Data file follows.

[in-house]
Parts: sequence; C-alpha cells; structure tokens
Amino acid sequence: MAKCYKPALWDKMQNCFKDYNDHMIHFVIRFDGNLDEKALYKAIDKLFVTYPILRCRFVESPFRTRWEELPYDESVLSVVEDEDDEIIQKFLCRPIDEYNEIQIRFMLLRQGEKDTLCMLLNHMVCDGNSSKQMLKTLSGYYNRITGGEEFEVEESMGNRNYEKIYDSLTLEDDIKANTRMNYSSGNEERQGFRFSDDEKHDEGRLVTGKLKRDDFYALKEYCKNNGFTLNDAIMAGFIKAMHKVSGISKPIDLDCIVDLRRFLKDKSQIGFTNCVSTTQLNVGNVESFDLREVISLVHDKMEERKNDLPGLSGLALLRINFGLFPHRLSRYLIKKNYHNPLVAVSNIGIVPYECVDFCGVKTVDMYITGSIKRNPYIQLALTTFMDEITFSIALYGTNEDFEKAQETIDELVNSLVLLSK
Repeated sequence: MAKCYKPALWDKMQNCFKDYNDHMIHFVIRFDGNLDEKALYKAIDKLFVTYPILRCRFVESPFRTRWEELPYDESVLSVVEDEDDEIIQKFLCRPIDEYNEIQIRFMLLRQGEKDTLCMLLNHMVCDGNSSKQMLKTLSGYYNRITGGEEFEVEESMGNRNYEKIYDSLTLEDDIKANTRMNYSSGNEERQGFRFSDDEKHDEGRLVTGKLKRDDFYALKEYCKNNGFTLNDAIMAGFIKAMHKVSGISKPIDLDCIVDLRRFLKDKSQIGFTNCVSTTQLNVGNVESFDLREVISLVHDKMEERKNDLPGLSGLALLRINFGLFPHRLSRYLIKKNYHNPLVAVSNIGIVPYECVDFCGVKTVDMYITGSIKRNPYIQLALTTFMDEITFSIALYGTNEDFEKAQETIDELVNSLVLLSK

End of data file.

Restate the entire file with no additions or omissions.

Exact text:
[in-house]
Parts: sequence; C-alpha cells; structure tokens
Amino acid sequence: MAKCYKPALWDKMQNCFKDYNDHMIHFVIRFDGNLDEKALYKAIDKLFVTYPILRCRFVESPFRTRWEELPYDESVLSVVEDEDDEIIQKFLCRPIDEYNEIQIRFMLLRQGEKDTLCMLLNHMVCDGNSSKQMLKTLSGYYNRITGGEEFEVEESMGNRNYEKIYDSLTLEDDIKANTRMNYSSGNEERQGFRFSDDEKHDEGRLVTGKLKRDDFYALKEYCKNNGFTLNDAIMAGFIKAMHKVSGISKPIDLDCIVDLRRFLKDKSQIGFTNCVSTTQLNVGNVESFDLREVISLVHDKMEERKNDLPGLSGLALLRINFGLFPHRLSRYLIKKNYHNPLVAVSNIGIVPYECVDFCGVKTVDMYITGSIKRNPYIQLALTTFMDEITFSIALYGTNEDFEKAQETIDELVNSLVLLSK
Repeated sequence: MAKCYKPALWDKMQNCFKDYNDHMIHFVIRFDGNLDEKALYKAIDKLFVTYPILRCRFVESPFRTRWEELPYDESVLSVVEDEDDEIIQKFLCRPIDEYNEIQIRFMLLRQGEKDTLCMLLNHMVCDGNSSKQMLKTLSGYYNRITGGEEFEVEESMGNRNYEKIYDSLTLEDDIKANTRMNYSSGNEERQGFRFSDDEKHDEGRLVTGKLKRDDFYALKEYCKNNGFTLNDAIMAGFIKAMHKVSGISKPIDLDCIVDLRRFLKDKSQIGFTNCVSTTQLNVGNVESFDLREVISLVHDKMEERKNDLPGLSGLALLRINFGLFPHRLSRYLIKKNYHNPLVAVSNIGIVPYECVDFCGVKTVDMYITGSIKRNPYIQLALTTFMDEITFSIALYGTNEDFEKAQETIDELVNSLVLLSK